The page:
Posts Tagged 'The Book Thief'


Ever since I was little I’ve experienced a certain kind of overwhelming feeling – often when looking at something inspiring someone has created. It’s like a bigness within me. A swelling in my chest. A feeling that I could laugh and cry and scream all at the same time. I’ve long had trouble articulating it, but I think it’s a need to express something.

I’ve since realised that it is this bigness that I am chasing every time I sit down to write or draw. It’s as if I’m trying to capture it, that essential thing that drives me as a person, and with each project I feel I’m getting closer. But when I finish, the feeling is always still there, so I delve into the next project. It was Isobelle Carmody who first named this for me. In a workshop of hers I attended back in 2006, she said we all have questions that drive us as writers, and each novel is an attempt to answer them.

I still get it most strongly when viewing others’ work. A brilliant film, an inspiring piece of design, a lyrical dance, a moving piece of music. I experience it when I watch many of Hayao Miyazaki’s films, like Mononoke Hime and Nausicaa: Valley of the Wind. I had it when I read The Book Thief, and more recently while reading A Small Free Kiss in the Dark. But my favourite of the moment is the music of Mumford and Sons, four young men from West London who speak to my soul. Listen to this live version of ‘White Blank Page’ and see if you don’t want to go out and create something beautiful:

Feel free to share the things that inspire you.

A Sentimental Moment

Rabbit - lonelyI love my local writer’s centre. They provided many ‘firsts’ for me. They were the first writing organisation I joined. In their wood paneled foyer, I first said out loud my deep down dream of wanting to be an author. They ran the first workshop I attended, where I started to believe that maybe I could do this. Their magazine informed me of the opportunity that lead to my first paid acceptance. Their e-mail bulletin advertised the competition that lead me to meet and sign with my agent. Not only have they paved the path for me, but they have been there to celebrate each of my steps along it.

Anyway, you may ask: why the sudden sentimental moment? Recent events have me reflecting on my journey more than usual (and the people who have played a big part in it). So I was touched when the lovely girls down at the Queensland Writers Centre asked me to join in their annual blog tour. Which I shall – by answering the following questions:

Where do your words come from?

My words ultimately come from the things that move me: things I see that make me laugh and make me cry. I’m an emotional sort of person. As a children’s writer I suppose my words also come from my childhood. I’m still fascinated by the way kids see the world – the way they’re so open to ideas and people and places. Often my stories come from an experience I had as a child, but I rarely recognise this until I stand back from my work.

Where did you grow up and where do you live now?

I grew up in a small coastal town called Mackay. I was one of those barefooted kids who spent their life on the beach. I still miss the smell of the salt and burnt sugarcane (sugar is a big Mackay industry). I now live in sunny Brisbane in the suburb of Ashgrove, which seems to be a mini hub for children’s writers. Must be something in the water.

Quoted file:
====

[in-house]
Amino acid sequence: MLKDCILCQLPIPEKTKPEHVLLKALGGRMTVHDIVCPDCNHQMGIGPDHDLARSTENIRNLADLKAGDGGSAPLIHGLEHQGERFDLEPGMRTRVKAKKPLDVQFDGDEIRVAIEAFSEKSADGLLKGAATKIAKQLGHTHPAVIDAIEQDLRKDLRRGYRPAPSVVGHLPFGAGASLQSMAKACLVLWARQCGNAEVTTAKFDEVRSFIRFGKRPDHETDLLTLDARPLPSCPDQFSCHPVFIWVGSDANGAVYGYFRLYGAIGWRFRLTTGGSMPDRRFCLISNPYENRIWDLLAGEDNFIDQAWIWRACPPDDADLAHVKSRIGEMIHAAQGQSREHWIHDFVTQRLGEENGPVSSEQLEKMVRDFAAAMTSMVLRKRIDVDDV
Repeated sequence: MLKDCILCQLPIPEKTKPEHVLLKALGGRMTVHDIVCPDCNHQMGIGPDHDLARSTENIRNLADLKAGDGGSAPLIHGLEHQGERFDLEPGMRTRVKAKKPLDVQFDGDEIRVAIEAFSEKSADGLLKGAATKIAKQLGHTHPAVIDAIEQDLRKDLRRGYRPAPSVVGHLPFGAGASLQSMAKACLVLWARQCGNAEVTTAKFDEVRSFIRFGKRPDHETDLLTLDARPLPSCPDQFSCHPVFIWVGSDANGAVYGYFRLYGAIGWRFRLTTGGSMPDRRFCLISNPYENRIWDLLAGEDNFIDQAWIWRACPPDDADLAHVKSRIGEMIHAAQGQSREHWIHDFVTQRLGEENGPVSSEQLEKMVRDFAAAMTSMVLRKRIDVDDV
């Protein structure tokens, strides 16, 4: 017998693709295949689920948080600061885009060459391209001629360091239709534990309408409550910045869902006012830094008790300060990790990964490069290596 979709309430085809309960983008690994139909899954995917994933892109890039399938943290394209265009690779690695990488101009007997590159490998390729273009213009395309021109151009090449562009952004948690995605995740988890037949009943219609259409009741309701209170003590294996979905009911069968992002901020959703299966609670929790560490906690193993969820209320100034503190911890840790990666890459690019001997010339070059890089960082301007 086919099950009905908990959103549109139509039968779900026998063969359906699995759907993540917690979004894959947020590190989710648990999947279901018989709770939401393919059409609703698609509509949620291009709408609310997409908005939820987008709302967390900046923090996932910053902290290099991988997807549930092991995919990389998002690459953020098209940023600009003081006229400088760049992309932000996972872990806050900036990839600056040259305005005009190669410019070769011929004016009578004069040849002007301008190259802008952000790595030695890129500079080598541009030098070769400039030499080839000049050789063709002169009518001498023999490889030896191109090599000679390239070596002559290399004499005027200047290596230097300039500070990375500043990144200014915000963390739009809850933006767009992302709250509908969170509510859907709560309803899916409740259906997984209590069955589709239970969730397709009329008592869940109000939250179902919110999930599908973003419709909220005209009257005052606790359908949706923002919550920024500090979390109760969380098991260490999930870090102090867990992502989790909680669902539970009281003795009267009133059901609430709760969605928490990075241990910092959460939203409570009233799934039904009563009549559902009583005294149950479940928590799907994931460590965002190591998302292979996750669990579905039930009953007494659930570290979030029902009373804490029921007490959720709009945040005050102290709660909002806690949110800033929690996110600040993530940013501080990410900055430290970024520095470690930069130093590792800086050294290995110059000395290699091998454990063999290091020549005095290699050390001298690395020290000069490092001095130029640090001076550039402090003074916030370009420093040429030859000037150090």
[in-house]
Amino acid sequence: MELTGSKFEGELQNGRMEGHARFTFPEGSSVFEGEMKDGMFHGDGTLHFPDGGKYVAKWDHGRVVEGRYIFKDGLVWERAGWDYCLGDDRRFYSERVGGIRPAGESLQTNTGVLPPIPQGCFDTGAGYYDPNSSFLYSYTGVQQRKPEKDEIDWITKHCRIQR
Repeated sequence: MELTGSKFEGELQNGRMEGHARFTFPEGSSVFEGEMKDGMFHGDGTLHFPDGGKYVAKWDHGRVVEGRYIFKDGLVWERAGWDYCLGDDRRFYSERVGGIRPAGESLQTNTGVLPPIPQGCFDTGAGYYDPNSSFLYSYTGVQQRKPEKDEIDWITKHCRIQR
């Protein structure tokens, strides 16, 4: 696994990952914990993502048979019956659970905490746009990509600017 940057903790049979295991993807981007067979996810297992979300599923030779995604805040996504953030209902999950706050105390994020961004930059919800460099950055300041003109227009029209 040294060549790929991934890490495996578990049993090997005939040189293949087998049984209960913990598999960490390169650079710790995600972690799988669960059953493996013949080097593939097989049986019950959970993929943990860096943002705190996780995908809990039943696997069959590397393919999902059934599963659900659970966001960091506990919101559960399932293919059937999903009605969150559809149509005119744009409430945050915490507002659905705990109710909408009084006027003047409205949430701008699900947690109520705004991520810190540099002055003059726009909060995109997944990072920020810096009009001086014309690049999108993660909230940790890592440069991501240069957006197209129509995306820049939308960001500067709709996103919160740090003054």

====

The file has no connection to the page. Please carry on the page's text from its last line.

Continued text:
What’s the first sentence/line of your latest work?

‘It’s said that the most haunted part of any town is its graveyard, but in Cain’s village it was the old church.’ It will be a mid-grade novel about black magic and bounty hunters and 17th century beasts. It’s a tale I’ve been wanting to write for a long time, but the first sentence only seeped into my mind the other day, bringing with it the world of the story. I’m now letting it simmer away a while before I delve into the first draft.

What piece of writing do you wish you had written?

The Book Thief. I love the way Markus Zusak plays with language. He uses words in utterly surprising ways that are so unique and perfect. I always remember that one of the characters is described as having ‘gangling blue eyes’. More recently I’ve fallen in love with Glenda Millard’s A Small Free Kiss in the Dark. Go read this book then come back and tell me how much you loved it.

What are you currently working towards?

I’ve only just received my first contract for a picture book I wrote and illustrated, which will be published by Viking in the US (an imprint of Penguin). I’ll be working with the lovely editorial team at Viking over the next while to make it the best it can be. In the meant time I’m also trying to look towards the future and keep working on my other picture books / novel projects. Ultimately I still feel like I’m working towards the same goal I always have – striving to be the best writer and illustrator I can be.

Complete this sentence: The future of the book is…

Ever evolving. I’m not sure where it will take us, but I’m excited that I get to be a part of that journey.

This post is part of the Queensland Writers Centre blog tour, happening October to December 2009. To follow the tour, visit Queensland Writers Centre’s blog The Empty Page.

About this Blog…

A blog of ramblings about the world of writing and illustrating for children, by an author / illustrator who might just have a thing for rabbits.

Katherine's picture books, 'Squish Rabbit' and 'Brave Squish Rabbit', are out with Viking (Penguin, US) and UQP (Australia). Please e-mail if you would like her to blog about something in particular.

All text & images  Katherine Battersby

Released Sept 2012:


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